Journal of NeuroEngineering and Rehabilitation 06/2013; 10(1):60. · 2.57 Impact Factor
  • Source
    [Show abstract] [Hide abstract]
    ABSTRACT: The subjects of this study were 30 hemiplegia patients whose disease duration was over 6 months, and they were divided at random into a control group (n=15) receiving traditional rehabilitation therapy and an experimental group (n=15) receiving both traditional rehabilitation therapy and training using IT based EMG biofeedback. The program was applied for a total of 4 weeks. In order to examine the subjects' functional recovery, we measured their upper limb function using FMA and MFT, and activities of daily living using FIM before and after the training. Comparison between experimental groups in the study of upper extremity function improved after training in all tests was higher compared to the control group significantly (p
    The Journal of the Korea institute of electronic communication sciences. 01/2014; 9(1).
  • Source
    [Show abstract] [Hide abstract]
    ABSTRACT: Few studies have addressed the rehabilitation of hand function in persons with severe impairment following stroke, and few therapeutic options are available for treatment. We investigated whether an intervention of robot-assisted movement and muscle vibration could reduce impairment and enable hand-opening to a greater extent when combined with torque biofeedback or electromyographic (EMG) biofeedback. Forty-three participants with severe hand impairment due to chronic stroke (≥1 year poststroke) were randomized to 1 of 2 treatment groups receiving assisted movement and muscle vibration combined with either torque or EMG biofeedback. Each participant received 30 sessions (30 minutes duration per session) directed at the impaired hand over 10 to 12 weeks. Outcomes were assessed using the Upper Extremity Fugl-Meyer Assessment (UE-FMA), Stroke Impact Scale, and Box-and-Block Test scores. Twenty-eight of 43 participants had no baseline finger extension; the remainder had an average of 23 ± 26 mm extension in the most active finger. Assisted movement and muscle vibration were associated with a significant increase in all outcome measures across both treatment groups, and for the UE-FMA and Stroke Impact Scale within treatment groups, with no significant difference between groups. Based on the Box-and-Block Test scores, the assisted movement and muscle vibration intervention did not restore functional hand-opening to participants with baseline UE-FMA scores less than 17/66, regardless of the form of biofeedback. Assisted movement and muscle vibration, combined with either EMG or torque biofeedback, appears to reduce upper limb impairment, improve volitional activation of the hand muscles, and restore a modicum of hand function in some persons with severe hand impairment due to chronic stroke.Video Abstract available (see Video, Supplemental Digital Content 1, http://links.lww.com/JNPT/A64) for more insights from the authors.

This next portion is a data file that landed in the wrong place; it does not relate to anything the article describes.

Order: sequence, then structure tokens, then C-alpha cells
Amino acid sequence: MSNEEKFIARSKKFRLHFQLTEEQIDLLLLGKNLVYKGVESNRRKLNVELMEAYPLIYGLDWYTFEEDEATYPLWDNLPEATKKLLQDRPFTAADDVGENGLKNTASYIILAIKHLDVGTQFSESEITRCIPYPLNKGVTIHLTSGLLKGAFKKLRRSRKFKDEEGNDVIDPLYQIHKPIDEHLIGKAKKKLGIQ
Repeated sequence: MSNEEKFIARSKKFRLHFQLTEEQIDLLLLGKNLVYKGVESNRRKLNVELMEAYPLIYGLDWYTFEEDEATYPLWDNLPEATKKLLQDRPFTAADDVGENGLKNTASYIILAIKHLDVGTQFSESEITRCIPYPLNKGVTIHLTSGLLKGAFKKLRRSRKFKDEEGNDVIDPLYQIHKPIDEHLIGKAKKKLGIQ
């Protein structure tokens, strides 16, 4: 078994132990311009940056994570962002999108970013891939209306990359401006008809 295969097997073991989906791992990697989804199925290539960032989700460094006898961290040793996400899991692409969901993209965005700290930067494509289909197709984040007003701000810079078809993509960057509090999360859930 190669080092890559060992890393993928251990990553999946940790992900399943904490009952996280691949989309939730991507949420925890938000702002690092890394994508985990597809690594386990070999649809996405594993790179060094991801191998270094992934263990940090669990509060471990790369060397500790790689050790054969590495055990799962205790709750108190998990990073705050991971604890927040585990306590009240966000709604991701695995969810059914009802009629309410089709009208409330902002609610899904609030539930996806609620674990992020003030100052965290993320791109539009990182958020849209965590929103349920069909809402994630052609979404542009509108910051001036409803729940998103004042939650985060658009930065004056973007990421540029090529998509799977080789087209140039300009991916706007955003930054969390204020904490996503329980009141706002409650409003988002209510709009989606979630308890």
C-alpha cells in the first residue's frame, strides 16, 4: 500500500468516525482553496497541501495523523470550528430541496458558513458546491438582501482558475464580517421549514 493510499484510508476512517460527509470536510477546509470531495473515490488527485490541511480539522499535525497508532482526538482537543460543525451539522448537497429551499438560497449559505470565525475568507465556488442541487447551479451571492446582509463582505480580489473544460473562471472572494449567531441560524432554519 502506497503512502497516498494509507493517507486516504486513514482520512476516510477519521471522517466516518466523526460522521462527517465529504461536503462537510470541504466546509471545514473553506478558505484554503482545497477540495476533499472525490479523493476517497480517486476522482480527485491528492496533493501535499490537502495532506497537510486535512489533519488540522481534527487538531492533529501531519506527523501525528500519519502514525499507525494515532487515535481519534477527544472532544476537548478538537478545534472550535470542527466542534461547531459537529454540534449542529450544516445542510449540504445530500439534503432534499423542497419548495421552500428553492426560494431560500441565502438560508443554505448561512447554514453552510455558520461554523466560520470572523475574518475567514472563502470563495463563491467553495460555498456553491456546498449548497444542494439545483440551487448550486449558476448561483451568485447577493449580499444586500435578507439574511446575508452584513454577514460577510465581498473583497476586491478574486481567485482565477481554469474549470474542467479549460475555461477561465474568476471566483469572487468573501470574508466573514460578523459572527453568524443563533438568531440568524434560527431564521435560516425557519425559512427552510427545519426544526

Journal of neurologic physical therapy: JNPT 12/2013; 37(4):194-203. · 1.65 Impact Factor